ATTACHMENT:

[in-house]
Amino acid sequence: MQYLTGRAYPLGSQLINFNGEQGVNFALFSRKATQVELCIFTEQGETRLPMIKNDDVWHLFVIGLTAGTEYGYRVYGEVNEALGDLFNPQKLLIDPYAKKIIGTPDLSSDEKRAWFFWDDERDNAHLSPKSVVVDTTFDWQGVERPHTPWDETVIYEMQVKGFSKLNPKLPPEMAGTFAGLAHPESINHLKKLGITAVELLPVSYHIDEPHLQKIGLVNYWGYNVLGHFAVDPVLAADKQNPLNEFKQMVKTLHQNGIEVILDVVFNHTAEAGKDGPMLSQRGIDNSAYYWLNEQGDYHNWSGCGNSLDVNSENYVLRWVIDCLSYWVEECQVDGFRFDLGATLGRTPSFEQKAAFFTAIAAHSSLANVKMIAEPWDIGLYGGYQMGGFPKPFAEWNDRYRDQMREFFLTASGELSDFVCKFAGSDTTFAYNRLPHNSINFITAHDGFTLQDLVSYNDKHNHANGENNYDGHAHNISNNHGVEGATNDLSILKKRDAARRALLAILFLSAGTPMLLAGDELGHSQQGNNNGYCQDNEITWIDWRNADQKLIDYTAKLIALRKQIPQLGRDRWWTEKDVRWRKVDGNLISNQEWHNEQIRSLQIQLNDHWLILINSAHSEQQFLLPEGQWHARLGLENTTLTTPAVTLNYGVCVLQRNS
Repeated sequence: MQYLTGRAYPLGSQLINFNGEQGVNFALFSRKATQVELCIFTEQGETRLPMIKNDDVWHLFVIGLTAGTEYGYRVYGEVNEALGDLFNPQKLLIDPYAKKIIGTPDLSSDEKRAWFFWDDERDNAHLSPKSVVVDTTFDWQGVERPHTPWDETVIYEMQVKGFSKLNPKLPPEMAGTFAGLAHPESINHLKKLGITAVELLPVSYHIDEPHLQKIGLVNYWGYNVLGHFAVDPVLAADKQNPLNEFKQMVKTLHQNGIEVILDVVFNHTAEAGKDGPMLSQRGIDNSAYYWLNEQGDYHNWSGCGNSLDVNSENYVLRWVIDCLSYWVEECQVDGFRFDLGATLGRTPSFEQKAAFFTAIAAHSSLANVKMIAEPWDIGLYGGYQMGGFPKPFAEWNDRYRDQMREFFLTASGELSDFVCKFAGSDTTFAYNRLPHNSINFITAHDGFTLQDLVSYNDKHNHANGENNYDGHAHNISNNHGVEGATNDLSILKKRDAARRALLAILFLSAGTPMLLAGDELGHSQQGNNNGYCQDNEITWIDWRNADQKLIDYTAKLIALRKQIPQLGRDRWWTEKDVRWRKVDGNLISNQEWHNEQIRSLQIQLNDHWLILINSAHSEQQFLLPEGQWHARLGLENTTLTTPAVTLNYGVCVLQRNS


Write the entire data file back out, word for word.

[in-house]
Amino acid sequence: MQYLTGRAYPLGSQLINFNGEQGVNFALFSRKATQVELCIFTEQGETRLPMIKNDDVWHLFVIGLTAGTEYGYRVYGEVNEALGDLFNPQKLLIDPYAKKIIGTPDLSSDEKRAWFFWDDERDNAHLSPKSVVVDTTFDWQGVERPHTPWDETVIYEMQVKGFSKLNPKLPPEMAGTFAGLAHPESINHLKKLGITAVELLPVSYHIDEPHLQKIGLVNYWGYNVLGHFAVDPVLAADKQNPLNEFKQMVKTLHQNGIEVILDVVFNHTAEAGKDGPMLSQRGIDNSAYYWLNEQGDYHNWSGCGNSLDVNSENYVLRWVIDCLSYWVEECQVDGFRFDLGATLGRTPSFEQKAAFFTAIAAHSSLANVKMIAEPWDIGLYGGYQMGGFPKPFAEWNDRYRDQMREFFLTASGELSDFVCKFAGSDTTFAYNRLPHNSINFITAHDGFTLQDLVSYNDKHNHANGENNYDGHAHNISNNHGVEGATNDLSILKKRDAARRALLAILFLSAGTPMLLAGDELGHSQQGNNNGYCQDNEITWIDWRNADQKLIDYTAKLIALRKQIPQLGRDRWWTEKDVRWRKVDGNLISNQEWHNEQIRSLQIQLNDHWLILINSAHSEQQFLLPEGQWHARLGLENTTLTTPAVTLNYGVCVLQRNS
Repeated sequence: MQYLTGRAYPLGSQLINFNGEQGVNFALFSRKATQVELCIFTEQGETRLPMIKNDDVWHLFVIGLTAGTEYGYRVYGEVNEALGDLFNPQKLLIDPYAKKIIGTPDLSSDEKRAWFFWDDERDNAHLSPKSVVVDTTFDWQGVERPHTPWDETVIYEMQVKGFSKLNPKLPPEMAGTFAGLAHPESINHLKKLGITAVELLPVSYHIDEPHLQKIGLVNYWGYNVLGHFAVDPVLAADKQNPLNEFKQMVKTLHQNGIEVILDVVFNHTAEAGKDGPMLSQRGIDNSAYYWLNEQGDYHNWSGCGNSLDVNSENYVLRWVIDCLSYWVEECQVDGFRFDLGATLGRTPSFEQKAAFFTAIAAHSSLANVKMIAEPWDIGLYGGYQMGGFPKPFAEWNDRYRDQMREFFLTASGELSDFVCKFAGSDTTFAYNRLPHNSINFITAHDGFTLQDLVSYNDKHNHANGENNYDGHAHNISNNHGVEGATNDLSILKKRDAARRALLAILFLSAGTPMLLAGDELGHSQQGNNNGYCQDNEITWIDWRNADQKLIDYTAKLIALRKQIPQLGRDRWWTEKDVRWRKVDGNLISNQEWHNEQIRSLQIQLNDHWLILINSAHSEQQFLLPEGQWHARLGLENTTLTTPAVTLNYGVCVLQRNS